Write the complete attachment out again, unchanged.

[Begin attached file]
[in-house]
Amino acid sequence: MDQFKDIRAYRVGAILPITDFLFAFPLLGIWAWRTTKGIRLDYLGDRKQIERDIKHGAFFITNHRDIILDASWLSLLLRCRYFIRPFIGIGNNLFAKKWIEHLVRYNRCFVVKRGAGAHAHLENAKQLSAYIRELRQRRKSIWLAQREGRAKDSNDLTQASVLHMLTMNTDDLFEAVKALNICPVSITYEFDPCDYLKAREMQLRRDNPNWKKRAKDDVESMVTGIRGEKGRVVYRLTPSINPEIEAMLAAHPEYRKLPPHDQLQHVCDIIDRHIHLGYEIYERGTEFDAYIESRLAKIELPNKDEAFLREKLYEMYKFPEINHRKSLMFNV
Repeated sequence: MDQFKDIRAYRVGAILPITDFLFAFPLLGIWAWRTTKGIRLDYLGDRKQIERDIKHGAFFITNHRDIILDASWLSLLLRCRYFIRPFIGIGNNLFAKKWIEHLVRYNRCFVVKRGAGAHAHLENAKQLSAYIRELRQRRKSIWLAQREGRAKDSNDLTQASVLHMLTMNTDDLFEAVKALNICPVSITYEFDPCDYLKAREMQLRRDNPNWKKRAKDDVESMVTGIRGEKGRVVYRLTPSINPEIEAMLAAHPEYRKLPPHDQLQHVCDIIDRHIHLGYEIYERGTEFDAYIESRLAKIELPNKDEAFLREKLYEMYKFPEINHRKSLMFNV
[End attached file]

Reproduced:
[in-house]
Amino acid sequence: MDQFKDIRAYRVGAILPITDFLFAFPLLGIWAWRTTKGIRLDYLGDRKQIERDIKHGAFFITNHRDIILDASWLSLLLRCRYFIRPFIGIGNNLFAKKWIEHLVRYNRCFVVKRGAGAHAHLENAKQLSAYIRELRQRRKSIWLAQREGRAKDSNDLTQASVLHMLTMNTDDLFEAVKALNICPVSITYEFDPCDYLKAREMQLRRDNPNWKKRAKDDVESMVTGIRGEKGRVVYRLTPSINPEIEAMLAAHPEYRKLPPHDQLQHVCDIIDRHIHLGYEIYERGTEFDAYIESRLAKIELPNKDEAFLREKLYEMYKFPEINHRKSLMFNV
Repeated sequence: MDQFKDIRAYRVGAILPITDFLFAFPLLGIWAWRTTKGIRLDYLGDRKQIERDIKHGAFFITNHRDIILDASWLSLLLRCRYFIRPFIGIGNNLFAKKWIEHLVRYNRCFVVKRGAGAHAHLENAKQLSAYIRELRQRRKSIWLAQREGRAKDSNDLTQASVLHMLTMNTDDLFEAVKALNICPVSITYEFDPCDYLKAREMQLRRDNPNWKKRAKDDVESMVTGIRGEKGRVVYRLTPSINPEIEAMLAAHPEYRKLPPHDQLQHVCDIIDRHIHLGYEIYERGTEFDAYIESRLAKIELPNKDEAFLREKLYEMYKFPEINHRKSLMFNV